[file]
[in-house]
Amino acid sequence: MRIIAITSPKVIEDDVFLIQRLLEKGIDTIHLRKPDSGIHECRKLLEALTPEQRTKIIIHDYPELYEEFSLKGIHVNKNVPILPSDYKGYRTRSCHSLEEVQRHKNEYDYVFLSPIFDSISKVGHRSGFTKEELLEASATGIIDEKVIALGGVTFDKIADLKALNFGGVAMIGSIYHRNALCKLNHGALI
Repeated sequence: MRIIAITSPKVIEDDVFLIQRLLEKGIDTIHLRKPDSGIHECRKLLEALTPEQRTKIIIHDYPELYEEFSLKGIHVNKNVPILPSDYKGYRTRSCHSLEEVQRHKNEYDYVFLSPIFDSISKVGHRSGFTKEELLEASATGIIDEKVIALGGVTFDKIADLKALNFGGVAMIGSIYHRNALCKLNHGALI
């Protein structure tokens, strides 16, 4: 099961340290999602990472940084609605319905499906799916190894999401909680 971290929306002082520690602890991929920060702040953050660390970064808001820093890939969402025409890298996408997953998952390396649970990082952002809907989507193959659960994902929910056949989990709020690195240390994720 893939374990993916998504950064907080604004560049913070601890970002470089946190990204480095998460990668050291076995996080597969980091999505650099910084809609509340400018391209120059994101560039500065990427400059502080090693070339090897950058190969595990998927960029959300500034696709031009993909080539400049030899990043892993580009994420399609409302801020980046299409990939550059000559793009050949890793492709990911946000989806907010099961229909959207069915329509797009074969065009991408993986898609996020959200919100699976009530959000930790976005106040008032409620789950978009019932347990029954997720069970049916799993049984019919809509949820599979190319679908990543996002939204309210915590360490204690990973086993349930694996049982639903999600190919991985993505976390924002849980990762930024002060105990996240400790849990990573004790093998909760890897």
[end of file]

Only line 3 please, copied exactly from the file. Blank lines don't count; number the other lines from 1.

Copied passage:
Repeated sequence: MRIIAITSPKVIEDDVFLIQRLLEKGIDTIHLRKPDSGIHECRKLLEALTPEQRTKIIIHDYPELYEEFSLKGIHVNKNVPILPSDYKGYRTRSCHSLEEVQRHKNEYDYVFLSPIFDSISKVGHRSGFTKEELLEASATGIIDEKVIALGGVTFDKIADLKALNFGGVAMIGSIYHRNALCKLNHGALI